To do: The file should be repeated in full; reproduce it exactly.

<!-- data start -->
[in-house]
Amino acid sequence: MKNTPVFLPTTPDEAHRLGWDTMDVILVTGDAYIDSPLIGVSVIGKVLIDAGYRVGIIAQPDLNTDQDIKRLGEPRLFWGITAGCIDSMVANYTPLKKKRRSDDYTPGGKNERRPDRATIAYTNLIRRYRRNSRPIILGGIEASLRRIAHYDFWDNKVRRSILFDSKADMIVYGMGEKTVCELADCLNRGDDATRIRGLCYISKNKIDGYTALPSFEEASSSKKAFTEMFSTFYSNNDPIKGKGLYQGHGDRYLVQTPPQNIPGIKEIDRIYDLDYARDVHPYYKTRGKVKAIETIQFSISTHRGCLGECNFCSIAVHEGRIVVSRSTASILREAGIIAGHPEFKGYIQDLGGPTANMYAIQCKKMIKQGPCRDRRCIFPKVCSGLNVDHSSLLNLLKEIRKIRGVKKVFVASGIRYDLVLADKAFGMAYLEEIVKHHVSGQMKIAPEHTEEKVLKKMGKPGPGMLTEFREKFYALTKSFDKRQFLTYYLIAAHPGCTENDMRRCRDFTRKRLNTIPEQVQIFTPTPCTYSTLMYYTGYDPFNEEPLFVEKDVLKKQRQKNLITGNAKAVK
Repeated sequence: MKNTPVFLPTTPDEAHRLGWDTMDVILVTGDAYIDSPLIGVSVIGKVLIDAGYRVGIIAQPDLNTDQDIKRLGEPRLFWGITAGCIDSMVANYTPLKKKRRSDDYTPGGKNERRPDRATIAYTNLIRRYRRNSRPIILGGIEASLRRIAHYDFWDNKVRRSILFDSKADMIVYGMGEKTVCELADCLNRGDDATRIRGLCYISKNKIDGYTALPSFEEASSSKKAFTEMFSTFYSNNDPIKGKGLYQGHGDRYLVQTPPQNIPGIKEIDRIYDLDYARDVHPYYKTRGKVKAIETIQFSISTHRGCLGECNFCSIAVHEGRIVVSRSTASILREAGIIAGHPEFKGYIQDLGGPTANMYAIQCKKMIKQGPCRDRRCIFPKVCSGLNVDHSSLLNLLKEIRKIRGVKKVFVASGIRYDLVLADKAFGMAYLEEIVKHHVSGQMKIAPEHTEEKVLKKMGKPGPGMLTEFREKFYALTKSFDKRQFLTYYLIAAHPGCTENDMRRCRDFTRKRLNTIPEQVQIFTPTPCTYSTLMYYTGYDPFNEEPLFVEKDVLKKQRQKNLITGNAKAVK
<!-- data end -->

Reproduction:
[in-house]
Amino acid sequence: MKNTPVFLPTTPDEAHRLGWDTMDVILVTGDAYIDSPLIGVSVIGKVLIDAGYRVGIIAQPDLNTDQDIKRLGEPRLFWGITAGCIDSMVANYTPLKKKRRSDDYTPGGKNERRPDRATIAYTNLIRRYRRNSRPIILGGIEASLRRIAHYDFWDNKVRRSILFDSKADMIVYGMGEKTVCELADCLNRGDDATRIRGLCYISKNKIDGYTALPSFEEASSSKKAFTEMFSTFYSNNDPIKGKGLYQGHGDRYLVQTPPQNIPGIKEIDRIYDLDYARDVHPYYKTRGKVKAIETIQFSISTHRGCLGECNFCSIAVHEGRIVVSRSTASILREAGIIAGHPEFKGYIQDLGGPTANMYAIQCKKMIKQGPCRDRRCIFPKVCSGLNVDHSSLLNLLKEIRKIRGVKKVFVASGIRYDLVLADKAFGMAYLEEIVKHHVSGQMKIAPEHTEEKVLKKMGKPGPGMLTEFREKFYALTKSFDKRQFLTYYLIAAHPGCTENDMRRCRDFTRKRLNTIPEQVQIFTPTPCTYSTLMYYTGYDPFNEEPLFVEKDVLKKQRQKNLITGNAKAVK
Repeated sequence: MKNTPVFLPTTPDEAHRLGWDTMDVILVTGDAYIDSPLIGVSVIGKVLIDAGYRVGIIAQPDLNTDQDIKRLGEPRLFWGITAGCIDSMVANYTPLKKKRRSDDYTPGGKNERRPDRATIAYTNLIRRYRRNSRPIILGGIEASLRRIAHYDFWDNKVRRSILFDSKADMIVYGMGEKTVCELADCLNRGDDATRIRGLCYISKNKIDGYTALPSFEEASSSKKAFTEMFSTFYSNNDPIKGKGLYQGHGDRYLVQTPPQNIPGIKEIDRIYDLDYARDVHPYYKTRGKVKAIETIQFSISTHRGCLGECNFCSIAVHEGRIVVSRSTASILREAGIIAGHPEFKGYIQDLGGPTANMYAIQCKKMIKQGPCRDRRCIFPKVCSGLNVDHSSLLNLLKEIRKIRGVKKVFVASGIRYDLVLADKAFGMAYLEEIVKHHVSGQMKIAPEHTEEKVLKKMGKPGPGMLTEFREKFYALTKSFDKRQFLTYYLIAAHPGCTENDMRRCRDFTRKRLNTIPEQVQIFTPTPCTYSTLMYYTGYDPFNEEPLFVEKDVLKKQRQKNLITGNAKAVK